The British government today announced that it has approved the expansion of a new nuclear fission power plant to be built at Hinkley point, in Somerset in southwest England. The plant will be financed a consortium which includes French state-owned nuclear company EDF Energy and China General Nuclear Power Corporation. When completed in 2023, the plant is expected to provide 7 per cent of all British energy.
In order to secure the deal, it is understood by Westminster insiders that the British government has agreed that it will purchase electricity from the consortium at around £92.50 per megawatt hour — which is twice the current wholesale price of electricity in the UK, which means that there appears to be no end in sight for the rising of cost of energy in the United Kingdom.
Supporters of the project claim that in the long term it will mean lower carbon emissions and stability and even reduction of energy prices in the long term (compared to alternatives).
British energy secretary Ed Davey said of the deal, “It’s very likely that energy price rises that we’ve seen over recent years, gas prices, that gas will go up. So if we rely on gas and existing sources, we will be really in trouble.”
“By making this sort of investment, actually, we’re making sure we don’t put all our eggs in one basket, we’re making sure we’ve got a mixed energy system with not just gas, but replacing our nuclear power stations and building the renewables as well. We’re going to need all the low-carbon electricity in the future because the carbon prices are going to go up.”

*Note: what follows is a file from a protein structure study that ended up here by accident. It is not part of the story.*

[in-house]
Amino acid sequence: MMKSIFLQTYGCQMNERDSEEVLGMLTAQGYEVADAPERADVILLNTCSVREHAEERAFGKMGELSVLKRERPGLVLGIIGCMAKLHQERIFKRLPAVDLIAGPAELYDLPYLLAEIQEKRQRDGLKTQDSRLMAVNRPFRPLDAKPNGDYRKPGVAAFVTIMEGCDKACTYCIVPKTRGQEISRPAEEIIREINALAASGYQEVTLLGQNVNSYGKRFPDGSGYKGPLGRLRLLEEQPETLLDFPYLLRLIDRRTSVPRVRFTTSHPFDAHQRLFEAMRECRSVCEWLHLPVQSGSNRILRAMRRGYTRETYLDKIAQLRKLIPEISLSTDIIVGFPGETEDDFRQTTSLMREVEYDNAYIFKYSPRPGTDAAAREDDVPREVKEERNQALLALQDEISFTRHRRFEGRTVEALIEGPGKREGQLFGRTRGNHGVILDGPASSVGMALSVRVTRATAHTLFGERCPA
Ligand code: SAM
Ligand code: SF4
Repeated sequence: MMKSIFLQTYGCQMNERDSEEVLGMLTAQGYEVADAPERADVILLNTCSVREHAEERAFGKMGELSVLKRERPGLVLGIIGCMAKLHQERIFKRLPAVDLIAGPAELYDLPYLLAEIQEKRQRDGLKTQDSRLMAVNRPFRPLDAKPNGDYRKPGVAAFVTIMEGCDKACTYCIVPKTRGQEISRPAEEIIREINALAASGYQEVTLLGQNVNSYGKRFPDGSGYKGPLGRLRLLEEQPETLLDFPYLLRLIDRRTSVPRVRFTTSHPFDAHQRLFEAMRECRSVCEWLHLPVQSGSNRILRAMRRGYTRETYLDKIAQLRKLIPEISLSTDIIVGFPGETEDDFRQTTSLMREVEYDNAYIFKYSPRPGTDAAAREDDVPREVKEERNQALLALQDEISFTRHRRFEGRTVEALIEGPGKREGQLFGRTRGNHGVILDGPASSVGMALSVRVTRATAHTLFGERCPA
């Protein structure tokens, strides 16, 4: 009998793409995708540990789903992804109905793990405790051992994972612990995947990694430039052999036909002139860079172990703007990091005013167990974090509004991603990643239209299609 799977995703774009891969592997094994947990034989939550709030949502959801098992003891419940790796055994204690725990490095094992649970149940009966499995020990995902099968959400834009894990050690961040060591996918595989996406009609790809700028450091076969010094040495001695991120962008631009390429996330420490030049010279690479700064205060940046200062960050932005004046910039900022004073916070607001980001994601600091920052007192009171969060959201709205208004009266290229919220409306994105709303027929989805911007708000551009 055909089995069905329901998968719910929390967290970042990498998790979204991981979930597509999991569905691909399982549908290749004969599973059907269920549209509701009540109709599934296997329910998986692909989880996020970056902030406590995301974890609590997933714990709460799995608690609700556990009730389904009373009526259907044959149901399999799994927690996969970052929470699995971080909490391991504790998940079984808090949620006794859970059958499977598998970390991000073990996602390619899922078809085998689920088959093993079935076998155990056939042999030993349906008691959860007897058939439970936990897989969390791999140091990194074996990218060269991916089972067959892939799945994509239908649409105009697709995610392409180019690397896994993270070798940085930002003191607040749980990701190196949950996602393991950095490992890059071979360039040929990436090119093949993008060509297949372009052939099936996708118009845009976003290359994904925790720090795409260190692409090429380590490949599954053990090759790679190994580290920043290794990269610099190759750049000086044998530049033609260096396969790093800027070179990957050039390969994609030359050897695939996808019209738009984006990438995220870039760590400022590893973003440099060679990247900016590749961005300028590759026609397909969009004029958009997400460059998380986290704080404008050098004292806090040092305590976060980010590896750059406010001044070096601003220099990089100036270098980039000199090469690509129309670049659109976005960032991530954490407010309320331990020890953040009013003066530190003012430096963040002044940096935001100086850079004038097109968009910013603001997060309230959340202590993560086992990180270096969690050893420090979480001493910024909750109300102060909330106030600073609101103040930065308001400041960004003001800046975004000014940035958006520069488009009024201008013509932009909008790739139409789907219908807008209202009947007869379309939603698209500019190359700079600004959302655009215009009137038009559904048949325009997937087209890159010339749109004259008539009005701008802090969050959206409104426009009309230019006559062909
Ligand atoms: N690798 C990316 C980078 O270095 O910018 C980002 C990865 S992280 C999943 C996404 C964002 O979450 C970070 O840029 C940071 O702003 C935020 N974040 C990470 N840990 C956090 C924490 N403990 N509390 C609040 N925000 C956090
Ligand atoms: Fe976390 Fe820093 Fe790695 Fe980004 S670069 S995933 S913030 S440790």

Opponents of the agreement point out that costs could spiral out of control, especially of the agreed-on price of electricity is tied to overall inflation. Details of the yet-to-be-signed contract have not been published. And of course there is the ongoing controversy over safety issues connected with nuclear fission.
Already Britons are facing increases of natural gas prices of up to 10 per cent this winter, and without something dramatic happening on the energy front, the nation seems to be heading to a future of ever-increasing energy prices leading to adverse economic and social impacts.
And again, there seems to be no indication that political or business leaders involved in long-term decision making regarding energy are anticipating any game-changing impact from LENR. I hope for the sake of the UK, and people everywhere, that before long, good news on that front will come along and leaders can re-think their future energy strategies.